So, you call yourself a "Libertarian?" You're not alone. But do you fully understand a term that has been sloppily coined and deceptively marketed?
Back in the late 1990s, a sports reporter contacted me to obtain a quote concerning an upcoming Hart-Valencia football game during the 10 years the Vikings tried (and failed) to obtain a victory during many regular season and playoff games.
"Something there is that doesn't love a wall"
The holidays are upon us once again and a host of fantastic opportunities perfectly suited to the season are available to all of Santa Clarita in downtown Newhall.
At first celebrated only sporadically in remembrance of the gift of food by native Americans to the new settlers at Plymouth Rock in the winter of 1621, Thanksgiving was not permanently established until 1863.
Last week, all-around good guy and Signal business columnist Frank Norton wrote that perhaps it's time we give up on our Golden State for the greener pasture "low tax" states of Texas, Nevada and locales further afield.
I'm cheering for health care reform, even though I'm resigned to a debate heavily influenced by special interests. This chapter of American history would turn Jimmy Stewart's Mr. Smith into a die-hard cynic.
Bad decisions. We all make them. Some have limited consequences while others are far-reaching.
Organized Labor has a long and storied history in America. Approximately 1 in 10 Americans claim they are a member of one. But as the economy that tanked in late 2007 continues to resist a rebound, Americans are beginning to ask themselves if labor unions are part of the solution or a big part of the problem.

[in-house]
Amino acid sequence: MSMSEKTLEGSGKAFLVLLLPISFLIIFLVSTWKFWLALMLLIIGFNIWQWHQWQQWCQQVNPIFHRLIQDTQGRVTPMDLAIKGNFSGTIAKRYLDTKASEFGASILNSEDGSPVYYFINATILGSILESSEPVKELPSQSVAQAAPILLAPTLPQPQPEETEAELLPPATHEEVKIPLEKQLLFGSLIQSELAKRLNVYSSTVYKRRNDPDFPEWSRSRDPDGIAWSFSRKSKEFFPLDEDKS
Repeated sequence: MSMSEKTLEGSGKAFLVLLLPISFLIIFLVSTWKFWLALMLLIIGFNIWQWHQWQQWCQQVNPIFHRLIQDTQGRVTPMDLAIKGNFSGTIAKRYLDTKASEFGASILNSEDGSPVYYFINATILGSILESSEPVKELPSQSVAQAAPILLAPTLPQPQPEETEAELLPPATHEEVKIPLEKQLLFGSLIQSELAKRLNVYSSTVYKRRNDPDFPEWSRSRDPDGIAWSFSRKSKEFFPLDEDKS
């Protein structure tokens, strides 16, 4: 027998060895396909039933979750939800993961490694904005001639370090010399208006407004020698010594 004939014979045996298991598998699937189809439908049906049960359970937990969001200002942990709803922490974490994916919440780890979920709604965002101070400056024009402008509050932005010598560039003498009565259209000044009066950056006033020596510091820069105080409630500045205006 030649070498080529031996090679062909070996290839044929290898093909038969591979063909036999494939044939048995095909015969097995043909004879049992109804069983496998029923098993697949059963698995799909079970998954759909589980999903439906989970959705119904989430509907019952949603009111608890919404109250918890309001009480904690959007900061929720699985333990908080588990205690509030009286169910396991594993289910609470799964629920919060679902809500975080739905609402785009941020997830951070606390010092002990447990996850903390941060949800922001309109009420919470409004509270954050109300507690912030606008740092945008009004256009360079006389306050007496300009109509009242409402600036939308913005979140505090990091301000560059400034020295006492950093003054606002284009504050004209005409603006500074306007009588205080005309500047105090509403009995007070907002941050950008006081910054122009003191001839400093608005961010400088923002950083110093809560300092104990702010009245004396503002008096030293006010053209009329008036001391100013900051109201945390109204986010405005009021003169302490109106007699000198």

On Nov. 3, persons living in the parts of the Santa Clarita Valley outside the city limits of Santa Clarita could exercise their right to vote yes or no on three separate initiatives relating to governance.
The axiom that the world's destiny is in the hands of bankers and industrialists is never more evident than in wartime. The lords of capital and the cannon merchants thrive on the menace of conflict and the conduct of war. They prosper when the first shots ring out. No sooner do hostilities cease than they itch for another war, another opportunity to pillage the national treasury.
I have a dream that one day this valley will rise up and unite the historic assets that encircle it.
The city of Santa Clarita's Sports Complex buzzes with activity every day, as residents enjoy its numerous quality recreational facilities and programs.
Recently the governor signed new water legislation that hopefully will help solve California's growing water problem.
If you study the United States' budget since the end of WWII, it is clear that it has gradually become dominated by the military. Defense Department expenditures will exceed three quarters of a trillion dollars this year alone.
One of the most profound rights we have as citizens is the right to petition. The First Amendment of our Constitution "prohibits Congress from abridging or prohibiting the right of the people ... to petition the government for a redress of grievances."
I read Gary Horton's April 30 column on his experience with the Affordable Care Act ("American Medicine has become a joke") and decided to share a story.
In every ordered and civilized society the rule of law plays an essential role. Given that human nature is too often selfish and sometimes even cruel, laws are enacted to declare the boundaries between right and wrong. Laws form the lens through which society views the actions of those individuals who choose to live in the group.
Sometimes truth is stranger than fiction.
Someone has rightly said that a true friend is one who walks in when everyone else is walking out. In most areas of life, tragedy and trial bring truth to the surface. Your true character is best seen in the worst of situations, when the façade falls away and you no longer can hide who you are. When it comes to friendships, hard times bring out the reality of the relationship.
Ever since I moved to Santa Clarita nearly 28 years ago, I've always appreciated our community's clean streets, wide open spaces and active lifestyle.
In the 1976 movie "Network," Peter Finch delivers the famous line, "I'm mad as hell and I'm not going to take it anymore."